Community Police Advisory Board (CPAB)

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By Bruce Wolfe, HANC President

San Francisco enjoys its community participation in government and community services by creating a plethora of advisory bodies. Almost every commission has one and so do many programmatic services. In fact, many SF Police Department districts have community meetings to voice their neighborhood concerns to the stations. Here at Park Station they meet every third Monday of the month from 5:00-6:00pm.

Perhaps you have heard this acronym before, CPAB. What is it? Who is on it? What does it do? What do they discuss? Community Police Advisory Boards or CPAB in San Francisco were created by then SF Police Department Chief George Gascon modeled after others around the country as a way for the community to chime in directly with various sections of the department. Here in SF, they were designed to advise the captains of each of the ten districts.

Each CPAB worked somewhat the same but had different rules of operation. But, they also met under somewhat of a semi-closed door. In other words, their meetings weren't exactly advertised well or at all to the public.

Basically, the members of the CPAB were chosen by the captains, mostly, a mix of residents, merchants, neighborhood groups and advocates. Frequently, these were folks whom are not high profile or active in the community.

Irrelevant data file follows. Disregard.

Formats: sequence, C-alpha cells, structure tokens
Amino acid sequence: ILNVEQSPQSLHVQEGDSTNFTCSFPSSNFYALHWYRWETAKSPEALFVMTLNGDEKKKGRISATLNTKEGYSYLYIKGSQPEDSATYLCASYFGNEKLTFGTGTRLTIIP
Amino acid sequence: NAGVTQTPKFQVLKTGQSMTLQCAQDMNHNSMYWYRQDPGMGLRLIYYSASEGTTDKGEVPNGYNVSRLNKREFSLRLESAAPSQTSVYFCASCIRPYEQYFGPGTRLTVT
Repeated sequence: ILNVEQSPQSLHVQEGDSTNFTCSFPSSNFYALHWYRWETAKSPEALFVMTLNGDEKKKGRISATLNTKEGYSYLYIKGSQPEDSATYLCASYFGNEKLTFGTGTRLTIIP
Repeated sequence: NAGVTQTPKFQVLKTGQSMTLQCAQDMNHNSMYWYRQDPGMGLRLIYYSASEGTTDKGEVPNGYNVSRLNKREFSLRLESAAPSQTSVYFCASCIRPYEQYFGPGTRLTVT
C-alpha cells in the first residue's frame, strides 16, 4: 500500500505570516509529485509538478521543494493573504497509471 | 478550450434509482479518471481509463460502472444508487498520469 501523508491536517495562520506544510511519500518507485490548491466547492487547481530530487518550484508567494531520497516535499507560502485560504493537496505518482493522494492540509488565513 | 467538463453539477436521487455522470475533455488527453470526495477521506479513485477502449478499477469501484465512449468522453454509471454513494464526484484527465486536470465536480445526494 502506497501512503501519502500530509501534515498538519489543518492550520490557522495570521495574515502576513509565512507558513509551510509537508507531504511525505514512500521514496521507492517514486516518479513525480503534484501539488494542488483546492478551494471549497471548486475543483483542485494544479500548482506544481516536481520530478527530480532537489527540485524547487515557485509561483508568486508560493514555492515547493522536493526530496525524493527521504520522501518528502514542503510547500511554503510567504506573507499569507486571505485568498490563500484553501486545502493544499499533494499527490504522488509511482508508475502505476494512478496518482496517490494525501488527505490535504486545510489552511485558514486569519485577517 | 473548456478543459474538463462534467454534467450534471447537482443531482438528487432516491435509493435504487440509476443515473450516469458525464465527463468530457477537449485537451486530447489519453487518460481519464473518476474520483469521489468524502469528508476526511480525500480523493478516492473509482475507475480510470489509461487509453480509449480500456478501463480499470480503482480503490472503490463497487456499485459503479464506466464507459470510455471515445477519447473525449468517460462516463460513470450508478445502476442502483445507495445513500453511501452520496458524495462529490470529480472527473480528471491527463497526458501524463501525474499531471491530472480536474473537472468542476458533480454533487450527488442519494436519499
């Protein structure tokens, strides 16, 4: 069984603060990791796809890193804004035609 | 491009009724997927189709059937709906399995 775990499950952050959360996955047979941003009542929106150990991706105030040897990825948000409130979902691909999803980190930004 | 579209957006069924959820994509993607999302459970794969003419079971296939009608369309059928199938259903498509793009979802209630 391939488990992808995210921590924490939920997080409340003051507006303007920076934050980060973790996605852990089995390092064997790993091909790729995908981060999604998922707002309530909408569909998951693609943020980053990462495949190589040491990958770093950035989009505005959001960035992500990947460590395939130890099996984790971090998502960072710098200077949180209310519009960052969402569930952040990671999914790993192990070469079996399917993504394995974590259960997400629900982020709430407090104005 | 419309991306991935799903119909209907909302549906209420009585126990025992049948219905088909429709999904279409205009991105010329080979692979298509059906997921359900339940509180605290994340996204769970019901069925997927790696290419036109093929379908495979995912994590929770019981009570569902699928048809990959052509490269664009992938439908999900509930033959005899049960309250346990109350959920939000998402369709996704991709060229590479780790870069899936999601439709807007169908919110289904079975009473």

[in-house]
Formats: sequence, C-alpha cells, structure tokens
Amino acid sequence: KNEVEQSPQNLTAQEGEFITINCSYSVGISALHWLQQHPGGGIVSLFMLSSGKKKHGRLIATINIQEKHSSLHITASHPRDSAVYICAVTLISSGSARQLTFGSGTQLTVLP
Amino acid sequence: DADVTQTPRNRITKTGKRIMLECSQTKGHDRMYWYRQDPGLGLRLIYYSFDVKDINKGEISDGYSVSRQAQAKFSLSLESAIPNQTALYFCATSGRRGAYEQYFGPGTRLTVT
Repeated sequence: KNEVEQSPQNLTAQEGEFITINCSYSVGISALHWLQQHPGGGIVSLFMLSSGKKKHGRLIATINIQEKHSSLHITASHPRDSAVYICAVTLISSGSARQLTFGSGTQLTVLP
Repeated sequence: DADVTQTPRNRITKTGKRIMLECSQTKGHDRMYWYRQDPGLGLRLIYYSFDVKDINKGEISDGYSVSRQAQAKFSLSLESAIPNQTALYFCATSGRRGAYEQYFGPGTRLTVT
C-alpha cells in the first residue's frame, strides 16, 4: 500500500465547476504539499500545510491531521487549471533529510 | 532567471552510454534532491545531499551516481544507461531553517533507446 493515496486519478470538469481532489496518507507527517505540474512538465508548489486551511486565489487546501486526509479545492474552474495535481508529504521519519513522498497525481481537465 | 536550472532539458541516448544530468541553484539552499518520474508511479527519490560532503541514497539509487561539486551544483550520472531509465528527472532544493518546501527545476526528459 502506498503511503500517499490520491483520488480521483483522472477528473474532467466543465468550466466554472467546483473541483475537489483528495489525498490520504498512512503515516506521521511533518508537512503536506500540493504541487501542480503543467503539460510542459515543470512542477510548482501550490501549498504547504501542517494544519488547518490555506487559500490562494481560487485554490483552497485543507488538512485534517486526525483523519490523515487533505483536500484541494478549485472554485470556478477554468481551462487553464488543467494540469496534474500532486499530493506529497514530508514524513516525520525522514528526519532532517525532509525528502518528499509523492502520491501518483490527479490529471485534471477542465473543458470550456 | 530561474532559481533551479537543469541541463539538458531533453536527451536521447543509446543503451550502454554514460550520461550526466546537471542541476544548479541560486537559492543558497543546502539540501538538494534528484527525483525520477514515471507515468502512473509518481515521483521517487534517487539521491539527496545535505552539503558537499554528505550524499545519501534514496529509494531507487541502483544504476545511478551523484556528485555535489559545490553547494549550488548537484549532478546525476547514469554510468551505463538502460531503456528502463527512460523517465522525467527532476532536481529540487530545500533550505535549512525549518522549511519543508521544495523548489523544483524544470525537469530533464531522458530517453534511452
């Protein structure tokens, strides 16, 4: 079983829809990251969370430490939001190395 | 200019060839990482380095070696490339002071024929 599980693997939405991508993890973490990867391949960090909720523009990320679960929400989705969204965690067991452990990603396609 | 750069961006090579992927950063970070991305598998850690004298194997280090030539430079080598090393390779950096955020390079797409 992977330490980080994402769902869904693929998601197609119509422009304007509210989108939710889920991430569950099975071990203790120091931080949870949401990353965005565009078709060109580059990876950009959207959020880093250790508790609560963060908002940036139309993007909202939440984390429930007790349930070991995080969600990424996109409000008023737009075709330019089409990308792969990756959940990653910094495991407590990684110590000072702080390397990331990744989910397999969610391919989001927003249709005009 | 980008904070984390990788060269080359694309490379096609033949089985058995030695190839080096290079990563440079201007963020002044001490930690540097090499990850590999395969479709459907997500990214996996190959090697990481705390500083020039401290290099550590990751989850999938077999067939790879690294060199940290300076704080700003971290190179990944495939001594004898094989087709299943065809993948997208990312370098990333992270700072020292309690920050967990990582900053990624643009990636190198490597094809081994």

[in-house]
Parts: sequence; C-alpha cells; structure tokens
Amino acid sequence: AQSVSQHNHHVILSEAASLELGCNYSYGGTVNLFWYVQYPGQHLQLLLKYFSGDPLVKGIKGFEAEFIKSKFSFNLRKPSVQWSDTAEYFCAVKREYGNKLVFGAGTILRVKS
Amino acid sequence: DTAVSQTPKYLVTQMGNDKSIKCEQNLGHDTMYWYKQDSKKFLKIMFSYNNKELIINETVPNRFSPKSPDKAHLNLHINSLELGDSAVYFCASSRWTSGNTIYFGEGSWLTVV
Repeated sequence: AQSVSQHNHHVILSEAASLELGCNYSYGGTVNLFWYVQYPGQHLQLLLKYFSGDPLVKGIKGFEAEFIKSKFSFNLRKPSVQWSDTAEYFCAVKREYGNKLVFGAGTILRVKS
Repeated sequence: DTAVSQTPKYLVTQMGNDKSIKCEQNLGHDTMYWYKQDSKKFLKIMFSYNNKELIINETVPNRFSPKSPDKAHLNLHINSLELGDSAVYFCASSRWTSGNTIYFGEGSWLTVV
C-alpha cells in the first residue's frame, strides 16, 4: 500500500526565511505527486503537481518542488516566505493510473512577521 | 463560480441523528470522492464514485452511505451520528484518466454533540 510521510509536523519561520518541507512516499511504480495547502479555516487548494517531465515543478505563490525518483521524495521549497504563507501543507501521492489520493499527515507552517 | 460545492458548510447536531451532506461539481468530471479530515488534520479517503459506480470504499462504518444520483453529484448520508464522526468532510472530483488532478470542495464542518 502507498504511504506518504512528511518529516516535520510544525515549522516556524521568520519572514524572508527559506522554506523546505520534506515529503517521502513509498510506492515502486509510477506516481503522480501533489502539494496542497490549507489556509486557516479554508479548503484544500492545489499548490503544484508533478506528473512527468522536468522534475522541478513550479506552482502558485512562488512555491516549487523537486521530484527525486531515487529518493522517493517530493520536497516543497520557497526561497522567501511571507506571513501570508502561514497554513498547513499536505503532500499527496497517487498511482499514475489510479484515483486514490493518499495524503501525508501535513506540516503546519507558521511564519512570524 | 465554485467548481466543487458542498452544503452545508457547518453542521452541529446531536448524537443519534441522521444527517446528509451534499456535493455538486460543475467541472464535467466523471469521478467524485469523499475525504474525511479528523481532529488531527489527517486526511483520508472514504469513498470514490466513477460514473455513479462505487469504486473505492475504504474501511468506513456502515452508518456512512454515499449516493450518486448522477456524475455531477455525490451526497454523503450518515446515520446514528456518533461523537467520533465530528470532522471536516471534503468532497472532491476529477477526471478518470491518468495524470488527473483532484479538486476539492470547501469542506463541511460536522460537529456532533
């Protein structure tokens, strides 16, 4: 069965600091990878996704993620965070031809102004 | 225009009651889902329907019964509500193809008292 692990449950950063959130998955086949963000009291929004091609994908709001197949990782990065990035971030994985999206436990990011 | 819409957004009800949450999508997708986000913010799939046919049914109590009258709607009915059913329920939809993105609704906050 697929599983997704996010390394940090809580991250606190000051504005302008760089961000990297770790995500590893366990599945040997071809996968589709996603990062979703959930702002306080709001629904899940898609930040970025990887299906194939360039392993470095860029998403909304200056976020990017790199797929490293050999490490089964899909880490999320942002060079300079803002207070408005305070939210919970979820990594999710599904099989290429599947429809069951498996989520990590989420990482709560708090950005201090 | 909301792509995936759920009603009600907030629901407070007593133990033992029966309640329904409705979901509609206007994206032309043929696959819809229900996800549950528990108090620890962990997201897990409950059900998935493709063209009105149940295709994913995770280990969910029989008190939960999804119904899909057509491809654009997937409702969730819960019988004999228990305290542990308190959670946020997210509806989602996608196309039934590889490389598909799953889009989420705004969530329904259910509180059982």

The work is to provide some community feedback to the captains on various topics they present, but also the CPAB members express questions and concerns about law enforcement operations, policy implementations, events planning, etc. Some subjects include on-street patrols, treatment and procedures on homeless people, car break-ins, traffic enforcement, etc.

Recently, all CPAB's leadership has been meeting to reorganize citywide under one uniform set of bylaws or rules because of how they were created, and who they advise and report to under the City's Sunshine Ordinance. There is also some talk that CPAB members would have to undergo background checks. This procedure is usually reserved for specific applications like gaining access,  or creating agents or special status for specific law enforcement purposes. Not knowing exactly what information is being discussed in CPABs leaves one to wonder why this will be necessary. It could also create a barrier of civic participation that should be open to all.

HANC's president, Bruce Wolfe, is the most recent member of to be welcomed to the Park Station CPAB. It usually meets the third Monday of the month from 6:00-7:00pm.


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